Tokyo Financial Award:
Winning the Cat-and-Mouse Game with Online Financial Fraudsters
As a growing portion of our lives, particularly the financial side, migrates to mobile, so does the attention and activities of fraudsters. One major challenge in the mobile financial arena is that users expect transactions to be completed in a few clicks but also securely. It is at the nexus of this tension where Paygilant comes into its own.
Founded in Israel in 2016 by Ziv Cohen, a two-decade veteran of the cybersecurity and anti-fraud industry, and his partners, the company seeks to address the needs of the burgeoning ranks of online-first banks and other fintech ventures to protect themselves and their customers.
Leveraging machine learning and AI in its patented tech solutions, "the required insights and the countermeasures that can be applied in real time to bridge the gap between the pace that fraudsters work at and that of the banks," explains Cohen.
Because fraudsters are unencumbered by the processes and regulations that banks need to comply with, "they move faster," he adds.
Intelligent Security Design Delivers Smooth Operations
At the heart of the company's anti-fraud measures are its proprietary 6 Intelligence Sets (Device DNA, User Space, Activity Map, Bio Markers, App Insights, Transaction View).
"Device DNA" creates a unique ID for each device so that manipulation can be detected when fraudsters use techniques such as cloning; "User Space" observes the environment around the device, allowing for frictionless recognition of a returning customer; "Activity Map" tracks the unique manner a user interacts with an app; "Bio Markers" measure everything from finger size to scrolling speed to pauses; "App Insights" correlates internal and external information to validate IDs as data become available from the app; "Transaction View" analyzes payment patterns using behavioral maps to assess risk.
These layers combine to allow fraud to be detected and stopped without having to resort to additional verification processes like one-time passwords and codes sent via SMS.
"That's what we have basically managed to do, reduce the friction by really distinguishing very accurately between the legitimate customer connecting from their legitimate device and behaving the normal way they do, as opposed to fraudsters who use different devices and behave differently throughout the entire user's journey."
Tracking and analyzing behavioral patterns and environments can also prevent the creation of bogus accounts, a mainstay of fraudsters, who employ them in numerous nefarious ways. The added challenge is that a new account provides a paucity of data compared to a transaction by an established user. But as soon as an app is downloaded to create a new bank or other financial account, "We can measure and assess the legitimacy of the connecting environment of a phone or machine and then immediately come up with a conclusion as to whether this is in the hands of a legitimate person just by the way it is structured."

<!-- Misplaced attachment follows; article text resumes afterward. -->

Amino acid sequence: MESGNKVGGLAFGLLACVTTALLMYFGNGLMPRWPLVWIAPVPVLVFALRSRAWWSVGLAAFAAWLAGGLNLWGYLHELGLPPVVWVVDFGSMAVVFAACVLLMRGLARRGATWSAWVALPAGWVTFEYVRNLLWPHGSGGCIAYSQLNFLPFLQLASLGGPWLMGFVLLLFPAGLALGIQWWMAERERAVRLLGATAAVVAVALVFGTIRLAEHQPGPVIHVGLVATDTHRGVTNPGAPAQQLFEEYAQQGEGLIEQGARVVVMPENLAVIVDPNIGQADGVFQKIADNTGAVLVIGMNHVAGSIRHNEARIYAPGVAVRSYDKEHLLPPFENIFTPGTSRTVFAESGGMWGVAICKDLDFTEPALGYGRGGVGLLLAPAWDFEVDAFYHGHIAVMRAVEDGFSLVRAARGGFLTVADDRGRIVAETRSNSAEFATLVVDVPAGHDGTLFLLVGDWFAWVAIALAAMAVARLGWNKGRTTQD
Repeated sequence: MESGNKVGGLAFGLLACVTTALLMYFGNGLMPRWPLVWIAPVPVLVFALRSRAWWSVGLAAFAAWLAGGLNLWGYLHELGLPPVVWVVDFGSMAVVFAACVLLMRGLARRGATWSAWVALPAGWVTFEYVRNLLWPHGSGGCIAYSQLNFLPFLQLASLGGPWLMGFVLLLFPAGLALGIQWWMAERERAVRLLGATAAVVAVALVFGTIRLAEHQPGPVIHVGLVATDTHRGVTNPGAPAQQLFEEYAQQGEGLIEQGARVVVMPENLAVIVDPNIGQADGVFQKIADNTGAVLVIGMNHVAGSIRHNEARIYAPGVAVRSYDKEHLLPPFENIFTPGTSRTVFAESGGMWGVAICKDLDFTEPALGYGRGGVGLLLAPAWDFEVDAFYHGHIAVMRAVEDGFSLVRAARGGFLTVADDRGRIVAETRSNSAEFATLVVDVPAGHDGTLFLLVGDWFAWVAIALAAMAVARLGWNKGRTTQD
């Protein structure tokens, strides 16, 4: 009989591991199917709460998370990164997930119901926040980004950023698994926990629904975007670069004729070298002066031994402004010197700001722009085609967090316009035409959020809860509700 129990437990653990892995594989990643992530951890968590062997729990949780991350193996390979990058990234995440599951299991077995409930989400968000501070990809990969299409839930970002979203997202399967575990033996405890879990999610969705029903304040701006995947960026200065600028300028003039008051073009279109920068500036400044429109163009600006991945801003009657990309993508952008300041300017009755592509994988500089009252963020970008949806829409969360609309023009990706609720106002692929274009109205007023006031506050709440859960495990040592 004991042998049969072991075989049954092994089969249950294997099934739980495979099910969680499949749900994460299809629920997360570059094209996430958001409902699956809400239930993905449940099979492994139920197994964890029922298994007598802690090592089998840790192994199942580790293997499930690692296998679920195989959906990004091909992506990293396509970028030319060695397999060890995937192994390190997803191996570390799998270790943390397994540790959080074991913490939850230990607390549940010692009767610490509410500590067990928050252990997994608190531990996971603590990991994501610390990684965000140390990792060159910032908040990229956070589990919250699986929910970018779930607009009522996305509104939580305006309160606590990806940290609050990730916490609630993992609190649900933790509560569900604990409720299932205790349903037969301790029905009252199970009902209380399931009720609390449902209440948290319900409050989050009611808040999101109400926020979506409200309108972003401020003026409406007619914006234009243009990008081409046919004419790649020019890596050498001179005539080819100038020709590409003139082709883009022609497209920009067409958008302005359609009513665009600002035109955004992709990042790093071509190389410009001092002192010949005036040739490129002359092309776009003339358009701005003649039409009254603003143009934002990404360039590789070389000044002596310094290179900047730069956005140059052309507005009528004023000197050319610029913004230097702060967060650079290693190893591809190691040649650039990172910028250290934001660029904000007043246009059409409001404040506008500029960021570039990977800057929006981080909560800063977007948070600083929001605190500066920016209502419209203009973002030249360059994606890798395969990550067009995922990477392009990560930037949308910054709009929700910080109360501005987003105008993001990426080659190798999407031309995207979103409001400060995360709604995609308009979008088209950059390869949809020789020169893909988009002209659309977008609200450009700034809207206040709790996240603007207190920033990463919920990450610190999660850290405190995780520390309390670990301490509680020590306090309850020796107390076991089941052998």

The most everyday activities, or their absence, can be telltale signs: "For example, fraudsters, clearly will never make phone calls to their mom from the same phone they're going to use to launch an attack against a bank."
Protecting Privacy and Payments
Collecting extensive data about users' habits, locations, biometrics and behaviors naturally raises privacy questions. Cohen acknowledges the concerns and insists Paygilant has prioritized them since its inception.
"Working very closely with the European Commission (the executive body of the EU), according to their guidelines, we managed to design the system with security and privacy built-in. Firstly, it only collects the minimum information required to detect fraud...Then everything is obfuscated, vectorized and encrypted."
This allows its security solutions to be compliant with Europe's General Data Protection Regulation (GDPR) and "all the other flavors of GDPR around the world, including Japan."
Reengaging with the Tokyo Market
Asked about the steps ordinary people can take to avoid being the victim of fraud, he advises caution in dealing with emails or messages purporting to be from banks or payment platforms.
And while tech such as AI is a vital tool in the "cat-and-mouse game" with fraudsters, it is being used by both sides, also allowing for the creation of more convincing fake materials and emails.
If in any doubt, call your bank and confirm, recommends Cohen.
"Of course, you know, the human factor is always the weakest link," he adds.
With the world struggling through the pandemic when the Tokyo Financial Award was presented in February 2021, the Paygilant team was unable to travel to Japan to receive their prize or to meet potential Tokyo-based clients afterward.
However, Cohen is keen to add to the regional representation that the company already has in Singapore, the Philippines, and in Hong Kong, with personnel in Tokyo, and "Reengage with more Japanese customers, companies, fintechs."
Photos: courtesy of Paygilant